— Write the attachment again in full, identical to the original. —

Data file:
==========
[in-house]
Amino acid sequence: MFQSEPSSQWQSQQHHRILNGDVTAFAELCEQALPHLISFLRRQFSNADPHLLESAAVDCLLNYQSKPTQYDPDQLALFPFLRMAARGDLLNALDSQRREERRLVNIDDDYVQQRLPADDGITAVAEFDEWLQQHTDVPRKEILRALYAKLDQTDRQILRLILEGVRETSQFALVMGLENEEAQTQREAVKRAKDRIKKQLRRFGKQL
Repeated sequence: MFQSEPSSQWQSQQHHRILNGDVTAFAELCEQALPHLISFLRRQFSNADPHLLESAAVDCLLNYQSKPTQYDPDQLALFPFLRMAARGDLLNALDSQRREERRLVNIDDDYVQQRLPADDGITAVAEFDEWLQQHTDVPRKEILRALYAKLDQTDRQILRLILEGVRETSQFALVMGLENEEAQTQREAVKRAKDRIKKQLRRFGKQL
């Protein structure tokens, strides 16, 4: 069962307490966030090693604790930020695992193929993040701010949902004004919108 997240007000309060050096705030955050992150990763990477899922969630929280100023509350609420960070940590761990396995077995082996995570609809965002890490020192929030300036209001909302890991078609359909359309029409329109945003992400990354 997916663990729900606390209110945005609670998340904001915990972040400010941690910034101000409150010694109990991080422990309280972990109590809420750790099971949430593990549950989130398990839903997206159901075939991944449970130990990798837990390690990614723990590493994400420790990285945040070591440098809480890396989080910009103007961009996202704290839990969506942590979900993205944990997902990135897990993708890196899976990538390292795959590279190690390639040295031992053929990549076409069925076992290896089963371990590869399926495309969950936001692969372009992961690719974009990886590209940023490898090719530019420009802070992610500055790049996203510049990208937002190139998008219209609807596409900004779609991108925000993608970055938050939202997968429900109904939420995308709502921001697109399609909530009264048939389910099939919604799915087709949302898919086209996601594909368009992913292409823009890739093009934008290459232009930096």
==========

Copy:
[in-house]
Amino acid sequence: MFQSEPSSQWQSQQHHRILNGDVTAFAELCEQALPHLISFLRRQFSNADPHLLESAAVDCLLNYQSKPTQYDPDQLALFPFLRMAARGDLLNALDSQRREERRLVNIDDDYVQQRLPADDGITAVAEFDEWLQQHTDVPRKEILRALYAKLDQTDRQILRLILEGVRETSQFALVMGLENEEAQTQREAVKRAKDRIKKQLRRFGKQL
Repeated sequence: MFQSEPSSQWQSQQHHRILNGDVTAFAELCEQALPHLISFLRRQFSNADPHLLESAAVDCLLNYQSKPTQYDPDQLALFPFLRMAARGDLLNALDSQRREERRLVNIDDDYVQQRLPADDGITAVAEFDEWLQQHTDVPRKEILRALYAKLDQTDRQILRLILEGVRETSQFALVMGLENEEAQTQREAVKRAKDRIKKQLRRFGKQL
């Protein structure tokens, strides 16, 4: 069962307490966030090693604790930020695992193929993040701010949902004004919108 997240007000309060050096705030955050992150990763990477899922969630929280100023509350609420960070940590761990396995077995082996995570609809965002890490020192929030300036209001909302890991078609359909359309029409329109945003992400990354 997916663990729900606390209110945005609670998340904001915990972040400010941690910034101000409150010694109990991080422990309280972990109590809420750790099971949430593990549950989130398990839903997206159901075939991944449970130990990798837990390690990614723990590493994400420790990285945040070591440098809480890396989080910009103007961009996202704290839990969506942590979900993205944990997902990135897990993708890196899976990538390292795959590279190690390639040295031992053929990549076409069925076992290896089963371990590869399926495309969950936001692969372009992961690719974009990886590209940023490898090719530019420009802070992610500055790049996203510049990208937002190139998008219209609807596409900004779609991108925000993608970055938050939202997968429900109904939420995308709502921001697109399609909530009264048939389910099939919604799915087709949302898919086209996601594909368009992913292409823009890739093009934008290459232009930096």